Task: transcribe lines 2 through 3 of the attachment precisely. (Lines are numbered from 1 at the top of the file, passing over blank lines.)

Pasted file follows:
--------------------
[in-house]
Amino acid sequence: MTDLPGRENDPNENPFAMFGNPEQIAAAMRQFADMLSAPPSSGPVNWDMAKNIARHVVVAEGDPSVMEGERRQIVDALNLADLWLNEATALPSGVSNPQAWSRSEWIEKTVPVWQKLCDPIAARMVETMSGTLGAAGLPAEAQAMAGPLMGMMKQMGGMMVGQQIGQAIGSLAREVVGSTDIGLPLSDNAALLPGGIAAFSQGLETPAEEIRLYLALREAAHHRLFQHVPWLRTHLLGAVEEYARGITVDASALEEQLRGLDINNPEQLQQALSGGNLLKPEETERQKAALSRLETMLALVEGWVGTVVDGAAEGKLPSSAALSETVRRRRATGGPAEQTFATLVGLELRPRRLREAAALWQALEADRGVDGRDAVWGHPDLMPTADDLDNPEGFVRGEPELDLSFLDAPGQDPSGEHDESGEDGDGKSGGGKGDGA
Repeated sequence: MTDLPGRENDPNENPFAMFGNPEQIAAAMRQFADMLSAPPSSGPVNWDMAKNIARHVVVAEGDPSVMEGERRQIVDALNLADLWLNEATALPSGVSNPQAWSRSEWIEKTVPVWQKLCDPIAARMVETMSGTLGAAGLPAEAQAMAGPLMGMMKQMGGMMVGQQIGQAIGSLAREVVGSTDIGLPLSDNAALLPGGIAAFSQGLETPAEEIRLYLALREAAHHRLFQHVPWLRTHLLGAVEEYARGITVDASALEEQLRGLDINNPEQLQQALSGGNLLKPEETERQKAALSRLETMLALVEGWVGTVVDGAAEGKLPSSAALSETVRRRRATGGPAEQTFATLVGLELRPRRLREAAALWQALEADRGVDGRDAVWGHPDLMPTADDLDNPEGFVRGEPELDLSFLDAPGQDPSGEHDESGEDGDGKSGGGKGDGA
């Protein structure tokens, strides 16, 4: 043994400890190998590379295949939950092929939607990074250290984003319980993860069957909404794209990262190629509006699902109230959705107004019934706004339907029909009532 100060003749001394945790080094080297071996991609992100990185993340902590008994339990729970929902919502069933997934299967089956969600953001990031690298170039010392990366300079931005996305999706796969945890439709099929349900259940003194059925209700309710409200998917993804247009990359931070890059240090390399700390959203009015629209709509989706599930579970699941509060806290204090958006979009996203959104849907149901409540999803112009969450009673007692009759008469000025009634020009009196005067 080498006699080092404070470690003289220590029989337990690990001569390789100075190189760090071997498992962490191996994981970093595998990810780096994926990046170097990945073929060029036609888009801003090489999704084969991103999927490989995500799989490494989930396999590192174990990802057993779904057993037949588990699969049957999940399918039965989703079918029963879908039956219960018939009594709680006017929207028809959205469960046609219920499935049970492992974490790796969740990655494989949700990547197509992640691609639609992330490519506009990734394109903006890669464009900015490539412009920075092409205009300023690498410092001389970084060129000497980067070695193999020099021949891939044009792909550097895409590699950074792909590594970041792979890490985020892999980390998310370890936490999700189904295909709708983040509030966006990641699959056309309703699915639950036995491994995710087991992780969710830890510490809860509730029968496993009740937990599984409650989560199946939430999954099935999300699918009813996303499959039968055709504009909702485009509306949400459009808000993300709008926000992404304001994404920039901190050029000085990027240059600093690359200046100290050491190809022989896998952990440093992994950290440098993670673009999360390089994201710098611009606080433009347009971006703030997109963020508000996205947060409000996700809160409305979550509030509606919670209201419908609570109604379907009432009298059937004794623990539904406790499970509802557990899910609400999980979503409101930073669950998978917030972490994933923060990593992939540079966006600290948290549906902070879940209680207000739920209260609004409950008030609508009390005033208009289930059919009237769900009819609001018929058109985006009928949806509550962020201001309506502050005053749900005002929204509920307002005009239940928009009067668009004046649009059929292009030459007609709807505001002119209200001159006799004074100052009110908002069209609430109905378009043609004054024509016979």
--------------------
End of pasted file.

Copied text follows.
Amino acid sequence: MTDLPGRENDPNENPFAMFGNPEQIAAAMRQFADMLSAPPSSGPVNWDMAKNIARHVVVAEGDPSVMEGERRQIVDALNLADLWLNEATALPSGVSNPQAWSRSEWIEKTVPVWQKLCDPIAARMVETMSGTLGAAGLPAEAQAMAGPLMGMMKQMGGMMVGQQIGQAIGSLAREVVGSTDIGLPLSDNAALLPGGIAAFSQGLETPAEEIRLYLALREAAHHRLFQHVPWLRTHLLGAVEEYARGITVDASALEEQLRGLDINNPEQLQQALSGGNLLKPEETERQKAALSRLETMLALVEGWVGTVVDGAAEGKLPSSAALSETVRRRRATGGPAEQTFATLVGLELRPRRLREAAALWQALEADRGVDGRDAVWGHPDLMPTADDLDNPEGFVRGEPELDLSFLDAPGQDPSGEHDESGEDGDGKSGGGKGDGA
Repeated sequence: MTDLPGRENDPNENPFAMFGNPEQIAAAMRQFADMLSAPPSSGPVNWDMAKNIARHVVVAEGDPSVMEGERRQIVDALNLADLWLNEATALPSGVSNPQAWSRSEWIEKTVPVWQKLCDPIAARMVETMSGTLGAAGLPAEAQAMAGPLMGMMKQMGGMMVGQQIGQAIGSLAREVVGSTDIGLPLSDNAALLPGGIAAFSQGLETPAEEIRLYLALREAAHHRLFQHVPWLRTHLLGAVEEYARGITVDASALEEQLRGLDINNPEQLQQALSGGNLLKPEETERQKAALSRLETMLALVEGWVGTVVDGAAEGKLPSSAALSETVRRRRATGGPAEQTFATLVGLELRPRRLREAAALWQALEADRGVDGRDAVWGHPDLMPTADDLDNPEGFVRGEPELDLSFLDAPGQDPSGEHDESGEDGDGKSGGGKGDGA